In addition, your PlayStation Vita can access PS4 via Remote Play while in Standby Mode; Remote Play cannot take place if the PS4 is completely shut down, because the Remote Play function cannot turn on the PS4 to establish the connection. The performance of Remote Play is relative to the internet connection on both ends, but with perfect internet connectivity, Remote Play should work as well as it does when directly connecting the PS Vita to the PS4 at home: seamlessly. Having to press the rear touchpad in order to use the trigger and joystick buttons takes some acclimating, but a little practice makes perfect, much like how typing on a touchscreen phone doesn't require much visual input after a while.
The ability to suspend applications is intriguing. It works much like what the PSP Go introduced, and allows games or applications to be held in a paused state while the rest of the console is accessible--this even allows Netflix to run while a game is suspended. The big difference is that this works with minimal effort, other than pressing OK to suspend something when prompted; jumping back into the game merely requires navigating back to the game in the Dynamic Menu, or double-tapping the PS Button to jump between apps.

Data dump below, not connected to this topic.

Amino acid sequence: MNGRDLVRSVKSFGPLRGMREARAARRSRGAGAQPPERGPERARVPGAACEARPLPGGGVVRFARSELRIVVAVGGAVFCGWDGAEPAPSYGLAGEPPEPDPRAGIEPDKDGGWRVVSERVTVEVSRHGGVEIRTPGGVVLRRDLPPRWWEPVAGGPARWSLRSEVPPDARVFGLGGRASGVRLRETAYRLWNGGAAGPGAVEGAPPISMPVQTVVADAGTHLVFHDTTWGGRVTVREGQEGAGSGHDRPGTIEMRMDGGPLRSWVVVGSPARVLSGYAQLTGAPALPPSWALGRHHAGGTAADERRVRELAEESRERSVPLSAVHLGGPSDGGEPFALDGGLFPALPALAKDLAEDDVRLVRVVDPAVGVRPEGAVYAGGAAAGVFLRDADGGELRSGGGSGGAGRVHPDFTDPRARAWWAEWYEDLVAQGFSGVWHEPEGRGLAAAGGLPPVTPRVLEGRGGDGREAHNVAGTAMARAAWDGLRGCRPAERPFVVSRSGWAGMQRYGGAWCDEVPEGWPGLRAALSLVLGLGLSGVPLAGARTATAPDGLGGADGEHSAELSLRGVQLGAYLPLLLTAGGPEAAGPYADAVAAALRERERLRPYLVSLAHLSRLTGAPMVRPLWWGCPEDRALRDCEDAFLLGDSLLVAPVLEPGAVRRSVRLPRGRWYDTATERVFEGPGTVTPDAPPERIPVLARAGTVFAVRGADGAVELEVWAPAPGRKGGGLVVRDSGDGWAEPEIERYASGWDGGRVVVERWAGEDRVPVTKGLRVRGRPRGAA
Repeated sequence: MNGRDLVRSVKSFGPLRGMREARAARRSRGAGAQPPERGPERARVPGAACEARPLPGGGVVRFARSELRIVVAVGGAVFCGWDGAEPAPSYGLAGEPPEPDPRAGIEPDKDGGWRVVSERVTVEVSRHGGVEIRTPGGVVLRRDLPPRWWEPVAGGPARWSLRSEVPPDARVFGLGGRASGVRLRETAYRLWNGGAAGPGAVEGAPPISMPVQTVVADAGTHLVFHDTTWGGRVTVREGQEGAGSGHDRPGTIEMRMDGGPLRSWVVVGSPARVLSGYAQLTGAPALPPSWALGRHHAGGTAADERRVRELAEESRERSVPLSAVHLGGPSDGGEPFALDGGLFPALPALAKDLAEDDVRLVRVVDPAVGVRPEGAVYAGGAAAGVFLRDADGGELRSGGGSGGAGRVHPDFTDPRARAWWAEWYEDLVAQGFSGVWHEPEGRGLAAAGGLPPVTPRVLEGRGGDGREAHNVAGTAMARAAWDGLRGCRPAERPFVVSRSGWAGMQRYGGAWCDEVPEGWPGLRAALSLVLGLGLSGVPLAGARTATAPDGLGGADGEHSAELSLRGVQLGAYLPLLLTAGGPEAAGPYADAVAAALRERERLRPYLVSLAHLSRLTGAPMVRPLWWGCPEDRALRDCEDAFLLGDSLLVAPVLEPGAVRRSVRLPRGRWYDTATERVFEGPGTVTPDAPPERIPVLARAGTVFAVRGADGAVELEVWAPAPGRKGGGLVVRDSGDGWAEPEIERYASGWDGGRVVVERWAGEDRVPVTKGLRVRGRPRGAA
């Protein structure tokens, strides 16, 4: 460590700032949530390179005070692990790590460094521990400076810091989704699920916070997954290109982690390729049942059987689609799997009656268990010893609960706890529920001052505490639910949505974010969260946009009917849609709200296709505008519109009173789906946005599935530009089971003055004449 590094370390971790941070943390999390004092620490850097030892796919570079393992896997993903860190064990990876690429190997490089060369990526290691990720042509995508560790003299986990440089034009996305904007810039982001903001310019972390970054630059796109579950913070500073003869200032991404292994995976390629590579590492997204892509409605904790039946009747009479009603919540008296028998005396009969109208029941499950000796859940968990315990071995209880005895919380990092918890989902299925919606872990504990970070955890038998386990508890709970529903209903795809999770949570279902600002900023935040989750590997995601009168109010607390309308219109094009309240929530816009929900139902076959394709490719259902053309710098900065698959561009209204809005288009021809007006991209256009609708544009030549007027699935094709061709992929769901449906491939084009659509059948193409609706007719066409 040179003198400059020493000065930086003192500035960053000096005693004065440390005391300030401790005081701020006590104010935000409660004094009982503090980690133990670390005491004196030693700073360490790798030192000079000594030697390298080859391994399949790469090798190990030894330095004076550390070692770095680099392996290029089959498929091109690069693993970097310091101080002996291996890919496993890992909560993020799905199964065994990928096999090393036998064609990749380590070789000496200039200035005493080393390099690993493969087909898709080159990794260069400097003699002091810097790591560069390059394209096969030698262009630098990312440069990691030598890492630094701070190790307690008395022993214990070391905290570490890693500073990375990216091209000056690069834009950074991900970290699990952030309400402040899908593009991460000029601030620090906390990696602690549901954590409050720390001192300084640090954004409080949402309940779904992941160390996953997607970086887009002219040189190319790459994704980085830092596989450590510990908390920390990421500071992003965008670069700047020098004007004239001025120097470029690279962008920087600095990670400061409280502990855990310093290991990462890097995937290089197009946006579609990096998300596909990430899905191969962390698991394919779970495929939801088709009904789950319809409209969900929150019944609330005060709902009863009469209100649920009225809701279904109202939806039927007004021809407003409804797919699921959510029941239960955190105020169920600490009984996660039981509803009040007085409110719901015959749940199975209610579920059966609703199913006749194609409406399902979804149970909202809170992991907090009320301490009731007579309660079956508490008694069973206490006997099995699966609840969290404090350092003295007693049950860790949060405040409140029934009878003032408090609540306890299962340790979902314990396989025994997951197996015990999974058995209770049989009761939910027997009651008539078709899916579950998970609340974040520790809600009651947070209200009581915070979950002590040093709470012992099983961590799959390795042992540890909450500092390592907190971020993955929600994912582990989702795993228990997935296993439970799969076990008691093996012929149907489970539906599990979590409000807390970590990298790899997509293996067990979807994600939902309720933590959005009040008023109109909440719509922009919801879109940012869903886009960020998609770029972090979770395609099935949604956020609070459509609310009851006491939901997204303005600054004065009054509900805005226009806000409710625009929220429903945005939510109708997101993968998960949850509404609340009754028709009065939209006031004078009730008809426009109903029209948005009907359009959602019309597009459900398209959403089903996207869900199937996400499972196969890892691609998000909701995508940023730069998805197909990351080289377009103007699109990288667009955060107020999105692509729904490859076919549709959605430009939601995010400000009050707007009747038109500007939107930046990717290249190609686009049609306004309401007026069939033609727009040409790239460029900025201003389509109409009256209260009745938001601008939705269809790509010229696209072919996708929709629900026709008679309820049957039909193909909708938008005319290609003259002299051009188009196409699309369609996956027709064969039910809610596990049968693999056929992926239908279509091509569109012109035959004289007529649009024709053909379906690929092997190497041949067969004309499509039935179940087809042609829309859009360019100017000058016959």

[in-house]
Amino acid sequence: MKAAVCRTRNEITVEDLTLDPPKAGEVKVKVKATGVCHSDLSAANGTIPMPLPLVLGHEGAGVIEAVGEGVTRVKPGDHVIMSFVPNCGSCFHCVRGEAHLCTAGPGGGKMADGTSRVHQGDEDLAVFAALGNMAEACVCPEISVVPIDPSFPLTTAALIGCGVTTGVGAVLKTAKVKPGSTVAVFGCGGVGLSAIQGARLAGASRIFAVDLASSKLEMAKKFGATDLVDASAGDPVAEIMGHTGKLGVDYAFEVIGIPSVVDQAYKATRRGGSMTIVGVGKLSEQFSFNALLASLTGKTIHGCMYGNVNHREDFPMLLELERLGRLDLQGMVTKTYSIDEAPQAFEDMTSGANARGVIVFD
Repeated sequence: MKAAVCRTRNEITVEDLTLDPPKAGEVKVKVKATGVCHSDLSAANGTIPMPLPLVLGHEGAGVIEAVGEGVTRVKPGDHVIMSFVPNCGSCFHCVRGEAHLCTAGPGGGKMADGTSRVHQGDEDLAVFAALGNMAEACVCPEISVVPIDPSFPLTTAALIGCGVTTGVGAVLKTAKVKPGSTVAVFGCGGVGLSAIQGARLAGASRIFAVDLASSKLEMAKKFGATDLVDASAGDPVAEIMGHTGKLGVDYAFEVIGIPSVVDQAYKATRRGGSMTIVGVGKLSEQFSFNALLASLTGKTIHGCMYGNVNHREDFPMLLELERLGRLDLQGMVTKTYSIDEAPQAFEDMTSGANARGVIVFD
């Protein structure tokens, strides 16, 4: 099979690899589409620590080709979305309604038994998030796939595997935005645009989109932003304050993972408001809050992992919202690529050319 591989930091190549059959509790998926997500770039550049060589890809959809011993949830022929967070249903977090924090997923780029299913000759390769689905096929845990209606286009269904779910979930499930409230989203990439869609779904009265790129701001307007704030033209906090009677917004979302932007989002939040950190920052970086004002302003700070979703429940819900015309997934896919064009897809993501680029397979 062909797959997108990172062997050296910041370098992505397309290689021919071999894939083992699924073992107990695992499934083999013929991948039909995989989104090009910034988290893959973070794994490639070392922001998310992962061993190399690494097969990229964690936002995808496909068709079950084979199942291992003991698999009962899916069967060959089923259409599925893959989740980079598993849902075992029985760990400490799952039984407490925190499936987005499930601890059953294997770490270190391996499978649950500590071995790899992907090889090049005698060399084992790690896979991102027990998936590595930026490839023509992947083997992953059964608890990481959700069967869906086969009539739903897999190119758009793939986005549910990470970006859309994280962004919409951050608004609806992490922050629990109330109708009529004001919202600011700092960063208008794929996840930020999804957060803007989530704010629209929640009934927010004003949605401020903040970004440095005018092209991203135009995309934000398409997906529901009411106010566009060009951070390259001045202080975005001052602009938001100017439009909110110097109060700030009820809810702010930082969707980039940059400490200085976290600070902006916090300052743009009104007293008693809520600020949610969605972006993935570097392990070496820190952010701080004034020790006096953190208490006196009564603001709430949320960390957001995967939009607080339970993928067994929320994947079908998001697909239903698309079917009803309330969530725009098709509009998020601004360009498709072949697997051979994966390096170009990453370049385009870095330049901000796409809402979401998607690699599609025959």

The Share feature, while still very, very intuitive, could still use some work. When compared to the actual game, video quality suffers somewhat. Considering that PS4 constantly records the last 15 minutes of gameplay at all times, having lower streaming quality might be a necessary concession. The Share button itself has a few different ways to use it, such as a single press, long press, and double press, and each of these press schemes are your tickets to screenshots, recording, and broadcasting. The latter connects directly to uStream or Twitch, and each attempt to broadcast prompts a window asking which service to use. Normally, there isn't a real need for multiple Twitch accounts, but having to switch between accounts from the same service is like changing internet connections on the PS3: the old information must be replaced manually. Again, this extra step to maintain two Twitch accounts, for example, is something that only a few crazy people, comme moi, have to deal with, so poor account management is only a small negative.
Face recognition, which requires the PlayStation Camera, is scrupulous. Make sure to login while looking the exact same every time. For instance, if you wore glasses while setting up the face recognition, continue to wear glasses, or the PS4 will not recognize you. I haven't tried haircuts or clean shaves, but be cautious when using face recognition: if you plan on having a complete hairstyle change, buying new glasses (or getting glasses), or shaving off a Santa beard, make sure to disable face recognition from the PS4 first, or at least register new facial data.